Debates over contraception and the economy represent only a few of the many issues illustrating the widening gap between the ideological left and right in the United States. While there are a number of different explanations for this change in American politics, we suggest that human mate choice plays some role in this process. Spouses tend to share political preferences, and parents pass on their political preferences to their children.
This said, spouses do not inﬂuence each other’s political preferences over the course of the relationship (Alford et al. 2011), and politics is not a salient factor at the outset of the dating process (Klofstad et al. 2011). To address this mystery, using a survey of online dating proﬁles we examined the dating preferences of liberals and conservatives. With a few exceptions, we ﬁnd that both liberals and conservatives prefer to date others who are like themselves. And, the non-political traits that those on the left and right assort on do have some role in political assortation. For example, liberals seek out dates with more education, and conservatives with less, and education has been found to correlate with tolerance (e.g., Bobo and Licari 1989). Consequently, it could be that the pervasive practice of assortation on non-political factors could be inadvertently leading to assortation on political preferences, which in turn leads to political polarization over time.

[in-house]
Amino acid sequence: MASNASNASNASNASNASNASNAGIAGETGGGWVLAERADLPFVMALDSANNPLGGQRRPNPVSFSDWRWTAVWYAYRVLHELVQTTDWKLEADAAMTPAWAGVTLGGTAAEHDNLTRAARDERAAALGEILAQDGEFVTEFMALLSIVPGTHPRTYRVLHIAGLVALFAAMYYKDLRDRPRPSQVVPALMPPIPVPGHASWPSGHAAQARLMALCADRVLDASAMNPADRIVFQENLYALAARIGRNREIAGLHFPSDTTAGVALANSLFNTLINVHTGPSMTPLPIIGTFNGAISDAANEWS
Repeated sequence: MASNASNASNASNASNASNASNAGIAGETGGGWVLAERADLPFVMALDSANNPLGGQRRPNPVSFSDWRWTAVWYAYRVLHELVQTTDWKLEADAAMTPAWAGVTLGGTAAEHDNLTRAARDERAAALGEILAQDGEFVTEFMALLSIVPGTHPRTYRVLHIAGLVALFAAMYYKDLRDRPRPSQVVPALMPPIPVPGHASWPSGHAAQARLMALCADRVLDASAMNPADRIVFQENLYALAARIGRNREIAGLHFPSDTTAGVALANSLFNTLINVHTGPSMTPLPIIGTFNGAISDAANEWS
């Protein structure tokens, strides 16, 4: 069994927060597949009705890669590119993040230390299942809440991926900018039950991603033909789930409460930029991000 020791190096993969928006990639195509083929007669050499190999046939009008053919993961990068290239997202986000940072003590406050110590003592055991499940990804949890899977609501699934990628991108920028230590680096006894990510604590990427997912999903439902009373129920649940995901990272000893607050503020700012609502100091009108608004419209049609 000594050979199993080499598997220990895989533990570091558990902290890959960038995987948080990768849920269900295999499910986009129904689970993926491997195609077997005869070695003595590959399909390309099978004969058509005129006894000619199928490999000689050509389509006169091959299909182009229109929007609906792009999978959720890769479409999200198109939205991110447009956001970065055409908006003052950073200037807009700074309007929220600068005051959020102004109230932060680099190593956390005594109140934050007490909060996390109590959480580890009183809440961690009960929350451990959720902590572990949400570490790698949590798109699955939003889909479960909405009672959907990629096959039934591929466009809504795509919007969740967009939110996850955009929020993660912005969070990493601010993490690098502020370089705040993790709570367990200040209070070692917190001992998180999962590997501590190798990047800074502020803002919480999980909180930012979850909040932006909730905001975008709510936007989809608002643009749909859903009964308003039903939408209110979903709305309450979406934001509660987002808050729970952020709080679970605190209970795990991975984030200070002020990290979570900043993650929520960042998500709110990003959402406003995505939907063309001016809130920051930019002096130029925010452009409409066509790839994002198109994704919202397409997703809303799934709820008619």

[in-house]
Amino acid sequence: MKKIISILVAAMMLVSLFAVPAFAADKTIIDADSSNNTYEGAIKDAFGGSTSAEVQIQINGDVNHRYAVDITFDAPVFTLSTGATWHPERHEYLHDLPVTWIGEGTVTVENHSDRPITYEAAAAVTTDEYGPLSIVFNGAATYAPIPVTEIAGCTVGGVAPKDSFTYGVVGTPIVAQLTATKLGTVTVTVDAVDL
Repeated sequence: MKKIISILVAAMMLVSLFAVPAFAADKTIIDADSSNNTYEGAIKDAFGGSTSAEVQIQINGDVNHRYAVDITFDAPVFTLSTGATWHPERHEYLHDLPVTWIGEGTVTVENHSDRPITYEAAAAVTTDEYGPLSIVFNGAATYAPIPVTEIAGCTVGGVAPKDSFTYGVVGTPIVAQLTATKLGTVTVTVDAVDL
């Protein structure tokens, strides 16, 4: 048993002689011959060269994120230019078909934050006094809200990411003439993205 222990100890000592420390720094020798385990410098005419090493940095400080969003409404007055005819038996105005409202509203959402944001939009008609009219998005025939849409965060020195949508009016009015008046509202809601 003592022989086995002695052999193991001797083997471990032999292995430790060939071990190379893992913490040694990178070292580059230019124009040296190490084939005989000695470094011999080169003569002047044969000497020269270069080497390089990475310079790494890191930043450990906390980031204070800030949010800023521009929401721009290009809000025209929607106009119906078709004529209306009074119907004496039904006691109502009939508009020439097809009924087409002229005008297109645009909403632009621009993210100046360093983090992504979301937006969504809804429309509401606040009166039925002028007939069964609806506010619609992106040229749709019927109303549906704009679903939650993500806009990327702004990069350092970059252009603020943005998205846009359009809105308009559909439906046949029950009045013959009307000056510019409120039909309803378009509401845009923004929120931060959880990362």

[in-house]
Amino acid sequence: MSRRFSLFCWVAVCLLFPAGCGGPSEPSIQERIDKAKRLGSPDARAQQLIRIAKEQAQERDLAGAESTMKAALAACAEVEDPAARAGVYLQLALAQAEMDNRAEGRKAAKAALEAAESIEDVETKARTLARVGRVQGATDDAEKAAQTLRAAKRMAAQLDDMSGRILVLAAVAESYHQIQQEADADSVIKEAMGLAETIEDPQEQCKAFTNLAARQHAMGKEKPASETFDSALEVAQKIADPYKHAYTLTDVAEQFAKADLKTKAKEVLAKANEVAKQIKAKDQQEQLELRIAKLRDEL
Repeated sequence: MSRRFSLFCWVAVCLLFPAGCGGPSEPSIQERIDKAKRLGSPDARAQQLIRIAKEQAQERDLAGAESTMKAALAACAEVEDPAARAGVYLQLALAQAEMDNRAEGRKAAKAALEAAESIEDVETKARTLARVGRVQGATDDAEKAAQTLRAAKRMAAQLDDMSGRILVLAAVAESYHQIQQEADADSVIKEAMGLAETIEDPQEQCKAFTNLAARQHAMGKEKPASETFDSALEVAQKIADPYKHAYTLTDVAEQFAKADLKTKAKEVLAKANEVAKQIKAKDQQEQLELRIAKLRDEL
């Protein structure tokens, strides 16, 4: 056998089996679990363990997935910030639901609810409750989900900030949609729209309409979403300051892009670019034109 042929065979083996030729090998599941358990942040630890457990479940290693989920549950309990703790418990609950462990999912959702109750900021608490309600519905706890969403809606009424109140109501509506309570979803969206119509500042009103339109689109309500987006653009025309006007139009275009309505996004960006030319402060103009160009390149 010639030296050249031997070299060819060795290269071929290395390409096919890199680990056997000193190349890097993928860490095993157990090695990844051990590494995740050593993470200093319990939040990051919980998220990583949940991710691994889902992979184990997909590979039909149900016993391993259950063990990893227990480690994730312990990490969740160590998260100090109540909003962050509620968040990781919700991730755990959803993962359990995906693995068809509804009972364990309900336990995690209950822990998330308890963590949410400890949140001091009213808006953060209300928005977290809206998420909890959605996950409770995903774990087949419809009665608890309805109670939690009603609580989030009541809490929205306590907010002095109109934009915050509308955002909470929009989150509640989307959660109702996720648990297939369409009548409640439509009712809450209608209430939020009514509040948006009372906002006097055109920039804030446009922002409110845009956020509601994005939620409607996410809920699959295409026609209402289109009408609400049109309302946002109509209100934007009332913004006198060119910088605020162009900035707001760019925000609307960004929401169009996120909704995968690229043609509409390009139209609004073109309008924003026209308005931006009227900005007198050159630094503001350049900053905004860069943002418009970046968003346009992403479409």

From a recently published article entitled “The Dating Preferences of Liberals and Conservatives” by Klofstad, et al. available here.